(Reuters) – U.S. drug developer Verastem Inc said on Wednesday its drug to treat some types of blood cancer met the main goal in a late-stage study by prolonging the time patients lived without their disease worsening.
Shares of Verastem rose 30 percent to $5.00 in premarket trading.
Verastem’s drug, duvelisib, showed a superior progression-free survival rate than the current standard of care, Novartis’s Arzerra, when tested on patients suffering from cancers that affect cells of the immune system, Verastem said.
The oral drug was tested in 319 patients suffering from chronic lymphocytic leukemia (CLL) or small lymphocytic lymphoma (SLL), who did not respond to initial treatment or whose cancer had relapsed.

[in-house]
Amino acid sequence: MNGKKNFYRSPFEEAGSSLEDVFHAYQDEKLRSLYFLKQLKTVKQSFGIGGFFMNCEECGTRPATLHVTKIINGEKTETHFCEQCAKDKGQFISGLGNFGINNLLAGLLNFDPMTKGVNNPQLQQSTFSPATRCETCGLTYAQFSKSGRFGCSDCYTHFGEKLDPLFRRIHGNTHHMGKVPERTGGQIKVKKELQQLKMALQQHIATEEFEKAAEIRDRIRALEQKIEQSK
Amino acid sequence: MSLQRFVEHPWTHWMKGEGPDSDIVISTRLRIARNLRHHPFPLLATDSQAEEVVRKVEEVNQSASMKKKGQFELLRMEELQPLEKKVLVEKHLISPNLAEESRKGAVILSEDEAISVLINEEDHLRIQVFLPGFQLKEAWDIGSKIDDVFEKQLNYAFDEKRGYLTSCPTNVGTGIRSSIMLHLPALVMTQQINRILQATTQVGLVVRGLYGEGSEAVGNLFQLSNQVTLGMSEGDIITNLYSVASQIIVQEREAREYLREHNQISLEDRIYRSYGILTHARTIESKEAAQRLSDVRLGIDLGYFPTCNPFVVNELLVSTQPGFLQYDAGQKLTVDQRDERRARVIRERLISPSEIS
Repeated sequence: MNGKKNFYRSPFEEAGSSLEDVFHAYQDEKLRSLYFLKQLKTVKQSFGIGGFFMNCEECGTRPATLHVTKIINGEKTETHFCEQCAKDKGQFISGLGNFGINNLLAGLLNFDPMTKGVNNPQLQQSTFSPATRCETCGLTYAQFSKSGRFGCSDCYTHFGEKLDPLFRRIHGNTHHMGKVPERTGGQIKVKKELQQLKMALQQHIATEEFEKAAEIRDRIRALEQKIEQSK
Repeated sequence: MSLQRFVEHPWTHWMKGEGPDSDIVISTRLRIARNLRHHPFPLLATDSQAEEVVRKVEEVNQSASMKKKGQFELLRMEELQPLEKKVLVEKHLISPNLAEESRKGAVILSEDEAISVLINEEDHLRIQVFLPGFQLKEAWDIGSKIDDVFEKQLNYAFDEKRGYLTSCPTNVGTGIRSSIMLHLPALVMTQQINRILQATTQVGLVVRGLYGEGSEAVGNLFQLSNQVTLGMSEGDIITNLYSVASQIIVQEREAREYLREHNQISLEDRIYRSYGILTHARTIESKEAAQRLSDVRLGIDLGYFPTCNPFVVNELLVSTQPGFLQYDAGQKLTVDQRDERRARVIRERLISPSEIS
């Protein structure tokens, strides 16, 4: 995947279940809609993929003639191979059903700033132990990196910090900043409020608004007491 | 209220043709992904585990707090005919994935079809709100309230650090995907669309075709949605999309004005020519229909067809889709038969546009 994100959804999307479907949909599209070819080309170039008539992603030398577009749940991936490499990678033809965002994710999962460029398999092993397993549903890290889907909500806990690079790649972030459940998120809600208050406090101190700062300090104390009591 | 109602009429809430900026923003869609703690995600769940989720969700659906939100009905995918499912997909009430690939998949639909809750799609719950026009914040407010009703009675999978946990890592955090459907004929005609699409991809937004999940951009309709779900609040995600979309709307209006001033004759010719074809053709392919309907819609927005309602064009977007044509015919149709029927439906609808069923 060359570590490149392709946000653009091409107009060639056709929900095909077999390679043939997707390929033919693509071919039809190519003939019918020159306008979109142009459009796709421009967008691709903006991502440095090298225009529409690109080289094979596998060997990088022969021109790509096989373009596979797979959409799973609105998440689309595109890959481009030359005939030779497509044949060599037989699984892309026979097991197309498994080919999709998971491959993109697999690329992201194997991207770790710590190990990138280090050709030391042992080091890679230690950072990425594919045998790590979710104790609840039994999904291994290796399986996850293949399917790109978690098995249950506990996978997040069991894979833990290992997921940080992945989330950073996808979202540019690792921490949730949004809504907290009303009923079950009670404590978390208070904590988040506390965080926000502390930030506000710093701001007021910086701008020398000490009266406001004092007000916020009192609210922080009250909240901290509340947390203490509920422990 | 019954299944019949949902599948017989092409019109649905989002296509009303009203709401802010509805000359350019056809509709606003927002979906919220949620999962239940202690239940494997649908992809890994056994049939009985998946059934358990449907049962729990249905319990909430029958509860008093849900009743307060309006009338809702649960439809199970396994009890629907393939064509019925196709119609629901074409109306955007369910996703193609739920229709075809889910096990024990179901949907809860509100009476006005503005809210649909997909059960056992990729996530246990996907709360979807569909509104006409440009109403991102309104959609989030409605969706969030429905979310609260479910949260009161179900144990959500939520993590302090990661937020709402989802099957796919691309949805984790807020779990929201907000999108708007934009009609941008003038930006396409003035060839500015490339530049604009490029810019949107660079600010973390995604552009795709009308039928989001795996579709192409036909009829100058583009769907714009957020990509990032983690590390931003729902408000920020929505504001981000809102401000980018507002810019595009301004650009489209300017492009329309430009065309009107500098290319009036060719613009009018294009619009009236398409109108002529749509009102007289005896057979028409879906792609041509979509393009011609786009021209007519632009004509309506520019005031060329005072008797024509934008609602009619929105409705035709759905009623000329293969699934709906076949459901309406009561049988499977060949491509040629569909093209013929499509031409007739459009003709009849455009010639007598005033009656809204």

CLL and SLL affect the same lymphocytes, which are a type of white blood cell, causing them to grow and multiply uncontrollably.
There will be about 62,000 new cases of leukemia in the United States this year, of which CLL will account for about a quarter, according to the American Cancer Society.
Verastem said it would file for a marketing application for duvelisib in the first half of 2018.
Duvelisib also met the main goal in a trial testing the drug as a treatment for indolent non-Hodgkin’s lymphoma, a slow-progressing cancer of the blood cells, the company said.
Verastem licensed duvelisib from Infinity Pharmaceuticals Inc last year.
Reporting by Tamara Mathias in Bengaluru; Editing by Savio D’Souza